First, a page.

Current Recession: How far, How deep?

The ongoing recession in economies world wide that were supposed to be immune to such downturns is becoming a serious threat to both the industrialized nations like the US and China and nations constituting the third world countries like India. No doubt, analysts including economists laureates have began to expect unusual consequences as they eye every stock going down and witness market acquiring more instability. Fear of stakeholders losing their stock values have only added to the decline. Go by Barack Obama who said in a speech that it will take another year for the situation to get better, although added that the worse is yet to come before the situation gets better.


Recession, in all three forms viz. financial, credit and banking, is not new. Over 150 financial steeps we have seen since past 50 years of financial history. But the current situation is a far than similar.


Most financial instabilities and economic crises of past used to originate in developing nations earlier and G7 (industrialized) nations were then used to assist the victim economies by providing all suggestions and solutions to break it. Effects on developed nations then were not a major issue, or comparatively, not an issue at all. But this time, the reverse has happened with the only difference being that both sides are affected. The current financial crises began in the US and travelled slowly to affect EU and the eastern and Asian regions.


Dr. D. Subbarao, RBI General in an interview said that the model of banking that the EU nations has followed since long is been identified as insufficient and prone to give jerks in case of instabilities like the current scenario. Privatizations seem to be replaced by the model of banking we follow here in India. Specifically, India is giving inspiration to EU to adopt Nationalization of Banking industry and other such industries that govern the economic fulcrum of a nation by larger proportion.


The Indian economy has posted an average growth rate of more than 7% in the decade since 1997, reducing poverty by about 10 percentage points. India achieved 8.5% GDP growth in 2006, 9.0% in 2007, and 7.3% in 2008, significantly expanding production of manufactures. No doubt, India is capitalizing on its large numbers of well-educated people skilled in the English language to become a major exporter of software services and software workers. Due to our liberalization policy that began in 1992 with Dr. Manmohan Singh, the then finance minister, our economic expansion has helped New Delhi continue to make progress in reducing its federal fiscal and trade deficit.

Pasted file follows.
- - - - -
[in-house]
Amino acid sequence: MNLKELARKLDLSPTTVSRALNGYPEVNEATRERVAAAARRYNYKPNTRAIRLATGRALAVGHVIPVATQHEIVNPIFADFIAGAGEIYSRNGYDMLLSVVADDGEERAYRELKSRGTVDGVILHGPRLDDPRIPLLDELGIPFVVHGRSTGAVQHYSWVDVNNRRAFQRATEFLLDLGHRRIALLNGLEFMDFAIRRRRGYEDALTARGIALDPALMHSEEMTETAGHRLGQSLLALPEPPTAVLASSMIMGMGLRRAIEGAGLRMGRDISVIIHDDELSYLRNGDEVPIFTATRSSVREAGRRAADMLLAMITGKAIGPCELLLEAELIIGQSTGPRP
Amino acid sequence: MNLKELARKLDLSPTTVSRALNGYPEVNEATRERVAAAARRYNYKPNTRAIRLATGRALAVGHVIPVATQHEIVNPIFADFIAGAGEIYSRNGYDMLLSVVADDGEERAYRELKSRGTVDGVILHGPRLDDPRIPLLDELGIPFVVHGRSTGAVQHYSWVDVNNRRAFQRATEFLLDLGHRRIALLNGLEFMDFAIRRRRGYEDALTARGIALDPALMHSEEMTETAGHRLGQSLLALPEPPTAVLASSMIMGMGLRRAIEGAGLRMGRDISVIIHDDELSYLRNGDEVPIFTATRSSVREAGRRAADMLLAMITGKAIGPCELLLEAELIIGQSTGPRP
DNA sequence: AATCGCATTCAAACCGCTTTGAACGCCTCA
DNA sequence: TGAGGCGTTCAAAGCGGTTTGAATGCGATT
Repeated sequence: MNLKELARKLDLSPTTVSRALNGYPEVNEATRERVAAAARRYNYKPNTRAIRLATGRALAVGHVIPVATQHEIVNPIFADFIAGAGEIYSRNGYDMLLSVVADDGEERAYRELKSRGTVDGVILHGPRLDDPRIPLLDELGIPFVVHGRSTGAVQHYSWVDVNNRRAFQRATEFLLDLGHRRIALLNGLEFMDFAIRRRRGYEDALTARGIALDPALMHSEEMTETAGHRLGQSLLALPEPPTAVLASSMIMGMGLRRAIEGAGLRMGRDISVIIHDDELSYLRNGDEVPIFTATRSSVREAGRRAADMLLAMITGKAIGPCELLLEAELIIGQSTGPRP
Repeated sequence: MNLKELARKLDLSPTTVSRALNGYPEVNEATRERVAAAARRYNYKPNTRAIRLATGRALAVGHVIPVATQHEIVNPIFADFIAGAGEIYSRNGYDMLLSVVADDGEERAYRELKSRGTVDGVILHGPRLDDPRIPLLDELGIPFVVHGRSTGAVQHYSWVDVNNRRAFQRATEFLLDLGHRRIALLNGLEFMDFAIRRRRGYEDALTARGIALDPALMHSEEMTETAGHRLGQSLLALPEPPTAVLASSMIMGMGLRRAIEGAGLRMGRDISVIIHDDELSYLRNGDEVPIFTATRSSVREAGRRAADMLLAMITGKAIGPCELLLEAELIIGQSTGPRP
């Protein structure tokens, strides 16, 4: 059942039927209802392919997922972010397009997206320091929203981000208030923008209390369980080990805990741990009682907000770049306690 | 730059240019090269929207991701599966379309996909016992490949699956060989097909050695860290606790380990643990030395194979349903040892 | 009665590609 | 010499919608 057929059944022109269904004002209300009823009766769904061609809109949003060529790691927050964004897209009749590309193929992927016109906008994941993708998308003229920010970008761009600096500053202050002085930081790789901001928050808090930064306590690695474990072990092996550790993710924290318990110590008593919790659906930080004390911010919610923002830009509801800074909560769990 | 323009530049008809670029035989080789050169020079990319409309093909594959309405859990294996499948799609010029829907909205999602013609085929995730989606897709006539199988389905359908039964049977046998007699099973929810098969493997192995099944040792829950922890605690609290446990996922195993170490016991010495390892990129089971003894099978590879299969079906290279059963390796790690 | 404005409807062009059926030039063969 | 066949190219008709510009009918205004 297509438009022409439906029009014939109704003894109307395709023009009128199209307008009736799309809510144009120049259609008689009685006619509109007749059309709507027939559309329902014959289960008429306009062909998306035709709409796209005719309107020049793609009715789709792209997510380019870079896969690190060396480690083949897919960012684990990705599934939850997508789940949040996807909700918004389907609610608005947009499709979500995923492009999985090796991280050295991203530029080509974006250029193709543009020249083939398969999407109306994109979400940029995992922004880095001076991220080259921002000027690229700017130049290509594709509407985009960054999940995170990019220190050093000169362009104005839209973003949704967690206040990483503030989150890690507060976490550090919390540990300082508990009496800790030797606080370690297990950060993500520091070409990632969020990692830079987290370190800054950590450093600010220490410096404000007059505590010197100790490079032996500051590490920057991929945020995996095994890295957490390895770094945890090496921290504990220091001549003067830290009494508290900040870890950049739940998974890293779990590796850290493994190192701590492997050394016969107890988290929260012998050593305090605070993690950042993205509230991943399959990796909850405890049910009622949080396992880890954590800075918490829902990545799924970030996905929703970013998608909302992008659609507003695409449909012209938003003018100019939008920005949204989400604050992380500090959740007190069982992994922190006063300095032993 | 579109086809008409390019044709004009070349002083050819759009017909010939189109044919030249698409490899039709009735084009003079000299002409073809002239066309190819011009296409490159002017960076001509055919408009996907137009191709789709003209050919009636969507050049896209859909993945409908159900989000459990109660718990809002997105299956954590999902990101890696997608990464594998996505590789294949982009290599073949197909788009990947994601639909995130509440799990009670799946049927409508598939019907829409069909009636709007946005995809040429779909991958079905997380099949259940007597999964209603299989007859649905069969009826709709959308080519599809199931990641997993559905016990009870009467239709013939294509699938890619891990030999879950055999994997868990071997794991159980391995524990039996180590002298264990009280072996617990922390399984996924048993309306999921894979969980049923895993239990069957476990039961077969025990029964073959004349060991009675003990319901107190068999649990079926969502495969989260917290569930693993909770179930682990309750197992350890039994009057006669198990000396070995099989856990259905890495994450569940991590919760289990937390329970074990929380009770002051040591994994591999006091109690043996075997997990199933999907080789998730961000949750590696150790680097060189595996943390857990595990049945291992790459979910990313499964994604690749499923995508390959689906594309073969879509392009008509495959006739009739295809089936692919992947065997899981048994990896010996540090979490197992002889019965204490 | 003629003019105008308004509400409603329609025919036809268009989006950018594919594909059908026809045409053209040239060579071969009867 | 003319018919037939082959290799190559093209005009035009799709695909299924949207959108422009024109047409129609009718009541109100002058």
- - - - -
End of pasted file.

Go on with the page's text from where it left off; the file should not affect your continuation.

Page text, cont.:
What hampers our growth and worries all income groups is the rising scale of inflation. Besides controlling price and financial stability, enterprises and regulatory bodies such as the SEBI and autonomous authorities like RBI have to ensure that enough credit goes to the developing sectors such as real estate and inflation is supremely checked. Targeting low and stable inflation is not easy if fiscal policy is poorly maintained so to devise an optimum fiscal policy is also an urgent need.


Dr. Subbarao assures in an interview that in India, job cut would never be an issue, however, companies who are largely dependent on FII and FDI would suffer. What is happening with the Guangdong province of China is a wide scale consequence of this. The province that account for over 1/3rd of China’s international trade has seen a shut of over 2000 factories recently largely because of no or a bare minimum export.


Of course we would not face a situation like the US as far as job cut is concerned, but there’s nothing to rejoice upon. We also need to turn to Small- and medium-scale enterprises (SMEs) occupy an important and strategic place to vision an equitable economic growth and development. Innovation and Entrepreneurship hold the key to enhancing the role of SMEs in improving the Indian economy.


Enough liquidity into the banking sector has been the first step RBI has rightly taken, followed by a cut in the Repo rate. What can augment to further stabilize the system would be a comprehensive stimulus package for the banking sector so that investors may not loose enough confidence to worsen the situation. Focus on improving the scale of foreign investment would only mark a figure into the box. In a situation like the current, when domestic investors themselves are refraining themselves from real investing or buying a new share, relaxing ECB norms in a hope to provide a greater foreign investment window only adds a trifling point.


What is needed in context of foreign investment is to building strong measures first to attract knowledge, innovation and investments from the overseas Indians including NRIs, PIOs and Overseas Corporate Bodies (OCBs) on same parallels as we invite expect other foreign investments according to the Foreign Exchange Management Act (FEMA) and Foreign Direct Investment (FDI) policy.


Amit Nigam

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